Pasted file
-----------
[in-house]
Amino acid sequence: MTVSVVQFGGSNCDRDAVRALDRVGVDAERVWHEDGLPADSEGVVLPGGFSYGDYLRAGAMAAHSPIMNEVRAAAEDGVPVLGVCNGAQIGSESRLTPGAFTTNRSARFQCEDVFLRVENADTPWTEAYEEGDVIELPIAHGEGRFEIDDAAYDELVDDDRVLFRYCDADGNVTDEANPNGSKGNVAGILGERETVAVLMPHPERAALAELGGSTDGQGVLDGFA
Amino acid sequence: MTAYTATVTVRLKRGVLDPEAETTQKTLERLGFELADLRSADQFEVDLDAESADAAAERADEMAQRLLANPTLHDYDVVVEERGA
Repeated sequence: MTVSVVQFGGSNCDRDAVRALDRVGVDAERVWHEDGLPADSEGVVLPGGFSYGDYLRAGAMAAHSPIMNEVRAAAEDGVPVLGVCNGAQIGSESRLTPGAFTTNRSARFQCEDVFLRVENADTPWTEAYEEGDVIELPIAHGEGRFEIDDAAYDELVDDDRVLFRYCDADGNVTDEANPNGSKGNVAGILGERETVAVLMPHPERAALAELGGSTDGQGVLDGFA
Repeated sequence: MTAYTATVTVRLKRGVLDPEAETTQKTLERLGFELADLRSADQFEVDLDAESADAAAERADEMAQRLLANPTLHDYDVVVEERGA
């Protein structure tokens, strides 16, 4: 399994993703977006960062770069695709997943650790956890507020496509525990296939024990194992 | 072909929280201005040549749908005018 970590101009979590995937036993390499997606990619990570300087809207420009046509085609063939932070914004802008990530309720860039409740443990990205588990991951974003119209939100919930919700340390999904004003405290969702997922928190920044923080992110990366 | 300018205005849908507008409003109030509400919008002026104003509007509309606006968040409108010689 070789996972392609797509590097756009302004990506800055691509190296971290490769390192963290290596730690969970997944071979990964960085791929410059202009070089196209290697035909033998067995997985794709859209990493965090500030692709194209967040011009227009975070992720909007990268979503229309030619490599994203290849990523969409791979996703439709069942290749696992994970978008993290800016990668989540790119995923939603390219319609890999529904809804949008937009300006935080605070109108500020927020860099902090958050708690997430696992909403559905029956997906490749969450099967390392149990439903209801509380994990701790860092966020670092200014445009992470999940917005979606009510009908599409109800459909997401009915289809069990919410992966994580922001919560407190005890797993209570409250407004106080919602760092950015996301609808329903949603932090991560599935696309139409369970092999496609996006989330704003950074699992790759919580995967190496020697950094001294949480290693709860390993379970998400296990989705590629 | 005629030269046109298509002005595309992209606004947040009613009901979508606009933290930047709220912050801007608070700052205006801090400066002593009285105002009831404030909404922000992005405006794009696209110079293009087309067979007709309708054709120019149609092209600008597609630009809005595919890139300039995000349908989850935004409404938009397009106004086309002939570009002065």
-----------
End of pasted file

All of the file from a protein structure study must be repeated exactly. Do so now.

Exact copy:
[in-house]
Amino acid sequence: MTVSVVQFGGSNCDRDAVRALDRVGVDAERVWHEDGLPADSEGVVLPGGFSYGDYLRAGAMAAHSPIMNEVRAAAEDGVPVLGVCNGAQIGSESRLTPGAFTTNRSARFQCEDVFLRVENADTPWTEAYEEGDVIELPIAHGEGRFEIDDAAYDELVDDDRVLFRYCDADGNVTDEANPNGSKGNVAGILGERETVAVLMPHPERAALAELGGSTDGQGVLDGFA
Amino acid sequence: MTAYTATVTVRLKRGVLDPEAETTQKTLERLGFELADLRSADQFEVDLDAESADAAAERADEMAQRLLANPTLHDYDVVVEERGA
Repeated sequence: MTVSVVQFGGSNCDRDAVRALDRVGVDAERVWHEDGLPADSEGVVLPGGFSYGDYLRAGAMAAHSPIMNEVRAAAEDGVPVLGVCNGAQIGSESRLTPGAFTTNRSARFQCEDVFLRVENADTPWTEAYEEGDVIELPIAHGEGRFEIDDAAYDELVDDDRVLFRYCDADGNVTDEANPNGSKGNVAGILGERETVAVLMPHPERAALAELGGSTDGQGVLDGFA
Repeated sequence: MTAYTATVTVRLKRGVLDPEAETTQKTLERLGFELADLRSADQFEVDLDAESADAAAERADEMAQRLLANPTLHDYDVVVEERGA
């Protein structure tokens, strides 16, 4: 399994993703977006960062770069695709997943650790956890507020496509525990296939024990194992 | 072909929280201005040549749908005018 970590101009979590995937036993390499997606990619990570300087809207420009046509085609063939932070914004802008990530309720860039409740443990990205588990991951974003119209939100919930919700340390999904004003405290969702997922928190920044923080992110990366 | 300018205005849908507008409003109030509400919008002026104003509007509309606006968040409108010689 070789996972392609797509590097756009302004990506800055691509190296971290490769390192963290290596730690969970997944071979990964960085791929410059202009070089196209290697035909033998067995997985794709859209990493965090500030692709194209967040011009227009975070992720909007990268979503229309030619490599994203290849990523969409791979996703439709069942290749696992994970978008993290800016990668989540790119995923939603390219319609890999529904809804949008937009300006935080605070109108500020927020860099902090958050708690997430696992909403559905029956997906490749969450099967390392149990439903209801509380994990701790860092966020670092200014445009992470999940917005979606009510009908599409109800459909997401009915289809069990919410992966994580922001919560407190005890797993209570409250407004106080919602760092950015996301609808329903949603932090991560599935696309139409369970092999496609996006989330704003950074699992790759919580995967190496020697950094001294949480290693709860390993379970998400296990989705590629 | 005629030269046109298509002005595309992209606004947040009613009901979508606009933290930047709220912050801007608070700052205006801090400066002593009285105002009831404030909404922000992005405006794009696209110079293009087309067979007709309708054709120019149609092209600008597609630009809005595919890139300039995000349908989850935004409404938009397009106004086309002939570009002065």